Laxatives

Laxatives

Laxatives are medications that help the body to get rid of poo. They are a standard and essential part of the treatment of constipation and have been shown to speed up improvement better than dietary changes alone.

What are they?

In the treatment of constipation, the aim is for 1 soft but formed poo each day. Until the body can manage that alone, it will need help (from laxatives).

Laxatives are medications that help the body to get rid of poo. They are a standard and essential part of the treatment of constipation and have been shown to speed up improvement better than dietary changes alone. Most are available over the counter at a pharmacy but advice about dosage from a nurse or doctor is helpful.

How do they work?

There are 2 main ways in which laxatives for childhood constipation work:

  • some soften the hard poo and make it easier to pass (poo softeners)
  • some help the bowel push the poo out (stimulants or emptiers)

Which laxatives are available?

Some laxatives that are available for the treatment of constipation are listed below. There are regular changes to the brands which are fully or partially subsidised on prescription. Please check the information below with your doctor or pharmacist.

If a laxative is fully subsidised on prescription, it means there will be no charge for the medicine (although you may have to pay a prescription charge). If a laxative is partially subsidised, there will be a part charge to pay. You may also have to pay a prescription charge. This will depend on several factors, including the age of your child and whether you have a Community Services Card.

For information about the costs of medicines in New Zealand see:

Poo softeners

  • lactulose (Laevolac)
    This laxative comes as a liquid and is the most common and well tolerated medication used for constipation in children. It may taste better if you chill it or mix it with some juice or milk from home. Laevolac is the only brand fully subsidised on prescription
  • liquid paraffin / mineral oil
    This works by lubricating and softening the poo; too much, however, can make the poo very oily. It tastes best if you mix it with some chocolate milk or orange juice from home and then chill it before giving it to your child. This is not subsidised on prescription but is available over the counter at pharmacies. It can be quite expensive so it may be worth comparing a few prices
  • docusate / poloxamer (Coloxyl or Laxofast)
    This laxative comes as a capsule, tablet or drops (which are most suitable for children under 3 years of age) and is useful in babies and in children with mild constipation. This laxative is fully subsidised on prescription

A poo softener which is fully subsidised in some circumstances (your doctor will need to apply for a special authority to have it funded on prescription):

  • macrogol 3350 (Movicol or Lax-sachets)
    This laxative comes as a powder which is mixed with water and can be flavoured with cordial if needed. It is particularly good for children with very hard or impacted poo. This laxative is only subsidised on prescription in certain circumstances, such as when your child has had ongoing constipation despite using other laxatives

Other poo softeners which tend to be used infrequently only after other laxatives haven't been effective:

  • docusate and senna (coloxyl with senna)
    This comes as a tablet. As well as being a poo softener, it works as a mild stimulant. It is not subsidised on prescription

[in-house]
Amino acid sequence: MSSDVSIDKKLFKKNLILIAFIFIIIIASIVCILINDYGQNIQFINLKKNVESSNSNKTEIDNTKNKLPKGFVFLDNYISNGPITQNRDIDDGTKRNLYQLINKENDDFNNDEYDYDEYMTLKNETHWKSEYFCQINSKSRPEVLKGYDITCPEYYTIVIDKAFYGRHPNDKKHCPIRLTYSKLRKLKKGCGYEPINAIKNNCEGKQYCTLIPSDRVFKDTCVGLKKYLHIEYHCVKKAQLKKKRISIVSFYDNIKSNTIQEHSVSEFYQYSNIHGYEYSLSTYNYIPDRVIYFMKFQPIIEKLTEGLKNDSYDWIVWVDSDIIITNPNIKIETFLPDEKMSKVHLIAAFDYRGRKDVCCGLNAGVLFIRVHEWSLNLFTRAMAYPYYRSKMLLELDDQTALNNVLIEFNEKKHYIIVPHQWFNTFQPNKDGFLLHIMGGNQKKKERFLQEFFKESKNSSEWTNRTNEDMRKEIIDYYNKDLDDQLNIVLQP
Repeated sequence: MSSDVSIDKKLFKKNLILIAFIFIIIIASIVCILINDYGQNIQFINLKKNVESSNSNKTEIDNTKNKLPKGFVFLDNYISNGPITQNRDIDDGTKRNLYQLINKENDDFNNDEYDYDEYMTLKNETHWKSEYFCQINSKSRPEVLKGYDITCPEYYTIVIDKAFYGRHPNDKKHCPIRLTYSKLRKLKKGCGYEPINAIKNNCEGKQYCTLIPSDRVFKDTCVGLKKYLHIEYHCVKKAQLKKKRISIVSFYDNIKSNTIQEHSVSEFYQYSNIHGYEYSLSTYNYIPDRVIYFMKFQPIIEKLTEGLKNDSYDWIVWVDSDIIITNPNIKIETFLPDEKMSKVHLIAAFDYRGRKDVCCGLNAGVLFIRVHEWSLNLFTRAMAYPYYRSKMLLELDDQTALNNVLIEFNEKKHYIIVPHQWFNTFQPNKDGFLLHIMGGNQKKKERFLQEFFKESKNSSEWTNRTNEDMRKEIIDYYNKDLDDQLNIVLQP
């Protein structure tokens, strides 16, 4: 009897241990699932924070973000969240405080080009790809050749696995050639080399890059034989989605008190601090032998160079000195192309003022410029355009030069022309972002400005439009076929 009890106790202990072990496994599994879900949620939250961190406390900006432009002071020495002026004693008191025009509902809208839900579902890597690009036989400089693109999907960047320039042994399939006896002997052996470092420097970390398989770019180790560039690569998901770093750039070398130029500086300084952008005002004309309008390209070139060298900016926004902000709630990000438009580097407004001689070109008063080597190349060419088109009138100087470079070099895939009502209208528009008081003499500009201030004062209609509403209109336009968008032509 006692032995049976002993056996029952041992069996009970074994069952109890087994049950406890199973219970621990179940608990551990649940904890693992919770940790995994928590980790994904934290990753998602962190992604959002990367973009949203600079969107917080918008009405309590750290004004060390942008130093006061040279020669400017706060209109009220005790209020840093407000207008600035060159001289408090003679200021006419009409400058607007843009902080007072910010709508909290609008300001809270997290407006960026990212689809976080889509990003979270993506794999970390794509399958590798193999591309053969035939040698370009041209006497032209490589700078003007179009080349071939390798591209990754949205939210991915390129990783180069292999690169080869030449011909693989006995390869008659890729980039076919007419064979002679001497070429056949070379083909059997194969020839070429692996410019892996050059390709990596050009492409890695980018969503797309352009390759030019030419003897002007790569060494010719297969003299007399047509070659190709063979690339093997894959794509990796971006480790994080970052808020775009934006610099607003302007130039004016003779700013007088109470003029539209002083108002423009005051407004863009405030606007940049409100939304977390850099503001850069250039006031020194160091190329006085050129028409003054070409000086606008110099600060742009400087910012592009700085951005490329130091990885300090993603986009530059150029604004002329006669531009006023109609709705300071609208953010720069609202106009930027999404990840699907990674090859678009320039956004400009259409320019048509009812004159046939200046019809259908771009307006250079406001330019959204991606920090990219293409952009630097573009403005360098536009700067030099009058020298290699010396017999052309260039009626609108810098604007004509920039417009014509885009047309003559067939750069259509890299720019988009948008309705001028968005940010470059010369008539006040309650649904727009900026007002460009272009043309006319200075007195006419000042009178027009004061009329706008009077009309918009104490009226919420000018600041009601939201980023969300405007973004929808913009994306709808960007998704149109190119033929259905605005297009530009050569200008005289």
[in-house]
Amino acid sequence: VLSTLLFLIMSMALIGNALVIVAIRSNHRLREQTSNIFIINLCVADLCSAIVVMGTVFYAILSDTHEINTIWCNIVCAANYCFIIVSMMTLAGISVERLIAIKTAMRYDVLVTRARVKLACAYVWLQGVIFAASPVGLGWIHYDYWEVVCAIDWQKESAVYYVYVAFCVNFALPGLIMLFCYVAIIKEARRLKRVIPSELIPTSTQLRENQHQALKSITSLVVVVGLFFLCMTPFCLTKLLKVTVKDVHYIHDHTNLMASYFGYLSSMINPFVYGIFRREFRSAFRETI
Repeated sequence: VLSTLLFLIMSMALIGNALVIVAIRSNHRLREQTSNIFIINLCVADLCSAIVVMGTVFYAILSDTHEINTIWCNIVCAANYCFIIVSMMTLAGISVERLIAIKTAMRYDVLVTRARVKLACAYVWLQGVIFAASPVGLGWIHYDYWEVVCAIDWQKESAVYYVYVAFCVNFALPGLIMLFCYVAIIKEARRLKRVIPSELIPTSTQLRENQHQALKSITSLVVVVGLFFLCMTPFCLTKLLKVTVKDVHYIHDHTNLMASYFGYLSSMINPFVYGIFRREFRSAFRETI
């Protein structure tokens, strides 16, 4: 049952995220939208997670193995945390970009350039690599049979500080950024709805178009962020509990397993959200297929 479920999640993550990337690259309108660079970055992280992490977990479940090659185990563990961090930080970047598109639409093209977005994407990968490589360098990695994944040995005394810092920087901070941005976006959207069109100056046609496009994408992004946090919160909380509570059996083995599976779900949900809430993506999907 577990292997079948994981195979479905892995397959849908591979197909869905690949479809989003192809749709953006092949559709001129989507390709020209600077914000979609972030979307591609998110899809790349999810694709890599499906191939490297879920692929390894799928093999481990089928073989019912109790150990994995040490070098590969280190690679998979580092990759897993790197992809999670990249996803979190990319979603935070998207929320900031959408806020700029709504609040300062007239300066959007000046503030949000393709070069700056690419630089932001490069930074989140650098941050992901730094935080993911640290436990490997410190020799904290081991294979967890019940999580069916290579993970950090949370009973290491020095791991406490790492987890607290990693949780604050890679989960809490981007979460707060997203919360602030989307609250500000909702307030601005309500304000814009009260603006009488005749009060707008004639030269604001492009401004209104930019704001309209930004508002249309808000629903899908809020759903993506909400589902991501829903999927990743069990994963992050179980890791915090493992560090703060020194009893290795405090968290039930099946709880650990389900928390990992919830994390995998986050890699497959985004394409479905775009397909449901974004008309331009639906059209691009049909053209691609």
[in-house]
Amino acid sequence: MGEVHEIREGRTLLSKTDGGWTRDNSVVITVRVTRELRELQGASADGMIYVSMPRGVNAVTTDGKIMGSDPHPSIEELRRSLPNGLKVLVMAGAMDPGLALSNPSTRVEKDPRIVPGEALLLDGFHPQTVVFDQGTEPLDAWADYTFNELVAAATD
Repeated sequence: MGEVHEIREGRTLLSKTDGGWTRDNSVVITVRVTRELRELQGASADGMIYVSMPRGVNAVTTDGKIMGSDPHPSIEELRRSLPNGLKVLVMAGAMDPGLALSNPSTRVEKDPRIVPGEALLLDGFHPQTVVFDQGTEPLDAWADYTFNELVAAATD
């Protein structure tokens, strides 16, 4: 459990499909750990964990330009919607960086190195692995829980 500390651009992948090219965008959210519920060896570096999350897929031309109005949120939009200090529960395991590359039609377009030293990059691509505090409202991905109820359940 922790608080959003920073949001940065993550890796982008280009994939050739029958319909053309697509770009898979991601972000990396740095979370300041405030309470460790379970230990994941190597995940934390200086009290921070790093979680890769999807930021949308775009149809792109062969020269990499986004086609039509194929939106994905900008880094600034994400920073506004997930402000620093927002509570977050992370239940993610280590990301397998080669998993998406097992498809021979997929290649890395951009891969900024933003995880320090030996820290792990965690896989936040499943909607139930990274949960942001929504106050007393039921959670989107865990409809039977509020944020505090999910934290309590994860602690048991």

• magnesium hydroxide mixture (Milk of Magnesia)
    As well as being a poo softener, this works as a mild stimulant. It is fully subsidised on prescription. Pharmacists need to manufacture the mixture so it may not be quickly available. It is an old fashioned remedy which is very effective in small volumes. Tastes better when mixed with chocolate sauce from the supermarket.

Stimulant laxatives

These are useful for treatment of constipation in some situations but are not recommended for long term use unless under medical supervision.

  • sennoside B (Senokot)
    This comes as a tablet. Your child may have diarrhoea or stomach cramps if the dose is high. Giving senna at night may reduce cramping and encourage a poo in the morning. Senokot is partially subsidised on prescription - there will be a part charge for this laxative
  • bisacodyl (Lax-tab or Dulcolax)
    This laxative comes as a tablet and suppository. Lax-tab brand is fully subsidised on prescription

Other treatments

  • sodium picosulphate + magnesium oxide + citric acid (Picoprep)
    This should only be used under medical advice. It comes in a powder which is mixed with water which can be flavoured or a concentrated liquid. It is useful for children with hard or impacted poo, if used over a few days to clear out the bowel. It needs to be followed by drinking plenty of water. It is not subsidised on prescription and is not recommended for ongoing daily use.
  1. ESPGHAN and NASPGHAN. 2014. Evaluation and treatment of functional constipation in infants and children: Evidence-based recommendations from ESPGHAN and NASPGHAN.
    http://www.naspghan.org/files/documents/pdfs/position-papers/Constipation_Feb_2014.pdf [Accessed 14/05/2015]
  2. Royal Children's Hospital, Melbourne. Clinical Practice Guideline: Constipation.
    http://www.rch.org.au/clinicalguide/cpg.cfm?doc_id=11659 [Accessed 14/05/2015]
  3. National Institute for Health and Clinical Excellence, U.K. May 2010. Constipation in children and young people.
    http://www.nice.org.uk/guidance/CG99 [Accessed 14/05/2015]

The content on this page was originally developed in consultation with:

  • The Royal Children's Hospital (Melbourne) Kids Health Info. Adapted October 2006 by Child Development Centre, Waikato Hospital
  • Paediatric Department, Christchurch Hospital
  • Paediatric Department, Nelson Hospital

This page last reviewed 24 June 2015.
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